Significant Changes to Georgia Lien Law on January 1: Are You Prepared?

Baker Donelson

Baker Donelson

Important changes to the Georgia law on waivers for mechanic's lien and payment bond claims (lien waivers) are effective January 1, 2021. Under current Georgia law, lien waivers are "conditional," meaning they do not waive lien and payment bond rights until payment of the amount stated in the lien waiver is received. However, Georgia law presumes that payment occurred (and the lien waiver becomes effective) even if there was no payment unless an "Affidavit of Nonpayment" is filed within 60 days of signing the lien waiver. Alternatively, filing a timely claim of lien within that same 60-day period also satisfies the Affidavit of Nonpayment requirement.

It has been commonly understood that the only practical effect of failing to file a timely Affidavit of Nonpayment (or claim of lien) was to prevent the signing party from filing a lien or payment bond claim for the amount shown in the lien waiver. A 2019 Georgia Court of Appeals case upended that understanding by holding that the presumption of payment applied to any claim for the amount owed, including a breach of contract claim against the party owing the debt.

Effective January 1, 2021, Georgia law overturns that decision and makes additional important changes. Here is what you need to know:

  1. Failing to timely file an Affidavit of Nonpayment will only waive your right to file a lien or payment bond claim. The prior understanding of the effect of lien waivers will be restored. 
  2. Filing a timely claim of lien will no longer prevent the lien waiver from going into effect. A timely Affidavit of Nonpayment must be filed. Note, however, that filing the affidavit only prevents the lien waiver from going into effect. A timely claim of lien must still be filed or the right to lien is waived.
  3. The time for filing an Affidavit of Nonpayment is extended from 60 to 90 days after signing the lien waiver.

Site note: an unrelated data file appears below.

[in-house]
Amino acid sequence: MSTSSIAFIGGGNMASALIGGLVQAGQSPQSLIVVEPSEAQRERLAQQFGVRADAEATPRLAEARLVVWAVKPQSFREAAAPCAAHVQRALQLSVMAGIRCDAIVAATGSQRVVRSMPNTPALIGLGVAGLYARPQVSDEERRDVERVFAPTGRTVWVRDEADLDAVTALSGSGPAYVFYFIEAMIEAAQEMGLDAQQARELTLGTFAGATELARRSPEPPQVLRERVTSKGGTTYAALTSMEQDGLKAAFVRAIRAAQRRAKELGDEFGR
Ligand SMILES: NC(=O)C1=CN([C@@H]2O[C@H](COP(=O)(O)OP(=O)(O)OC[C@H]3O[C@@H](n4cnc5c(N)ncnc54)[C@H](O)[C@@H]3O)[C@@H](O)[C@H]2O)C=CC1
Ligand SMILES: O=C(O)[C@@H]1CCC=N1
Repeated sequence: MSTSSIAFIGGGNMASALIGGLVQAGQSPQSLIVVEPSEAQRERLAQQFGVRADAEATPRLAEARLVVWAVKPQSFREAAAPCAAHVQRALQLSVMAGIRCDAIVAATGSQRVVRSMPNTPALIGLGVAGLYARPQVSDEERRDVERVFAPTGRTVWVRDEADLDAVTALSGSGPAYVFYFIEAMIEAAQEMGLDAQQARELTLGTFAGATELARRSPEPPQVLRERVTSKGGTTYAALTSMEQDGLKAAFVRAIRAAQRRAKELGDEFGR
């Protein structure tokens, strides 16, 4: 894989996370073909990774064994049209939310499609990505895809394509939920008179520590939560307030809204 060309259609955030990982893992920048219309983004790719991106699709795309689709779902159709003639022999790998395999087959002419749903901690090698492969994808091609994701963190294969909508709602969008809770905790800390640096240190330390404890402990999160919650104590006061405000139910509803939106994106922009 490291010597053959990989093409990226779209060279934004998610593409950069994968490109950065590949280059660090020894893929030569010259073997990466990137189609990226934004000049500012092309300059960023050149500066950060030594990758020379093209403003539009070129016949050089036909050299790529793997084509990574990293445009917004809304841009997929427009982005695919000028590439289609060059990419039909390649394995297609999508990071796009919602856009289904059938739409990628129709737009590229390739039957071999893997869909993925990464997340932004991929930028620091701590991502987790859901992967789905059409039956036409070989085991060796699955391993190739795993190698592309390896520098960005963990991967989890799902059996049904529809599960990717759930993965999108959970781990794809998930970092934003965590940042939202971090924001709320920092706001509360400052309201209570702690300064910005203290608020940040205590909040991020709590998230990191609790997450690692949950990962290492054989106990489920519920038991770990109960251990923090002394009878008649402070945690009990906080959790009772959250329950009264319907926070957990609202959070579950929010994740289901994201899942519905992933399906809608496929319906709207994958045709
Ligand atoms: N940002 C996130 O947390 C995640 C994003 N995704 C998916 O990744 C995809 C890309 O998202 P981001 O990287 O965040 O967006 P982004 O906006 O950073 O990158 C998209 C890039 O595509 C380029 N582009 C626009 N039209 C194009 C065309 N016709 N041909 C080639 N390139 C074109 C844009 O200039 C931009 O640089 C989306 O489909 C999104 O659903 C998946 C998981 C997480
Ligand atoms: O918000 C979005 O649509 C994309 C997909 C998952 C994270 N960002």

4. The statutory forms for lien waivers and for Affidavits of Nonpayment have changed. Click here for copies of the updated forms.

To avoid confusion that may arise from projects that are ongoing before and after January 1, please follow these steps:

  1. Until January 1, 2021, continue to follow the current law and to use the current statutory forms for lien waivers and Affidavits of Nonpayment.
  2. Beginning January 1, 2021, use the new statutory forms for all projects, including those that began before January 1.
  3. Beginning January 1, 2021, if you need to contest a lien waiver that was signed on the pre-2021 form, we recommend a hybrid approach. File an Affidavit of Nonpayment within 60-days rather than the new 90-day period, using the new Affidavit of Nonpayment form that is effective January 1, 2021.

We urge you to update everyone within your organization about these changes. As always, remain vigilant in tracking your deadlines to preserve your lien and payment rights.

DISCLAIMER: Because of the generality of this update, the information provided herein may not be applicable in all situations and should not be acted upon without specific legal advice based on particular situations.

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